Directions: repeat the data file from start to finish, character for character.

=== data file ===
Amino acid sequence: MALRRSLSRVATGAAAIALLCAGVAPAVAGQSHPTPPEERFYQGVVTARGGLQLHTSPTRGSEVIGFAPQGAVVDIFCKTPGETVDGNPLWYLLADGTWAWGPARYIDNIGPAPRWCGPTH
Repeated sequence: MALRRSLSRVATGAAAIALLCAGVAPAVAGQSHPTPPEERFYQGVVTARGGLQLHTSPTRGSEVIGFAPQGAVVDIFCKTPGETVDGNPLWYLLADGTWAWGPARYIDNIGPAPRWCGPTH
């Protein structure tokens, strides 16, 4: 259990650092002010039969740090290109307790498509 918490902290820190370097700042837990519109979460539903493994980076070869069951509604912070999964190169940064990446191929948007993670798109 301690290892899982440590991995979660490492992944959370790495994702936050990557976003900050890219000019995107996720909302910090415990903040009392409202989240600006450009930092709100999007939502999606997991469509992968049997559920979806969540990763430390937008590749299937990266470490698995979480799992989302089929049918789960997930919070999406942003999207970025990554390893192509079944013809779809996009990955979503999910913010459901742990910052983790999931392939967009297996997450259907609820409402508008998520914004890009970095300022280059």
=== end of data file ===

Amino acid sequence: MALRRSLSRVATGAAAIALLCAGVAPAVAGQSHPTPPEERFYQGVVTARGGLQLHTSPTRGSEVIGFAPQGAVVDIFCKTPGETVDGNPLWYLLADGTWAWGPARYIDNIGPAPRWCGPTH
Repeated sequence: MALRRSLSRVATGAAAIALLCAGVAPAVAGQSHPTPPEERFYQGVVTARGGLQLHTSPTRGSEVIGFAPQGAVVDIFCKTPGETVDGNPLWYLLADGTWAWGPARYIDNIGPAPRWCGPTH
């Protein structure tokens, strides 16, 4: 259990650092002010039969740090290109307790498509 918490902290820190370097700042837990519109979460539903493994980076070869069951509604912070999964190169940064990446191929948007993670798109 301690290892899982440590991995979660490492992944959370790495994702936050990557976003900050890219000019995107996720909302910090415990903040009392409202989240600006450009930092709100999007939502999606997991469509992968049997559920979806969540990763430390937008590749299937990266470490698995979480799992989302089929049918789960997930919070999406942003999207970025990554390893192509079944013809779809996009990955979503999910913010459901742990910052983790999931392939967009297996997450259907609820409402508008998520914004890009970095300022280059």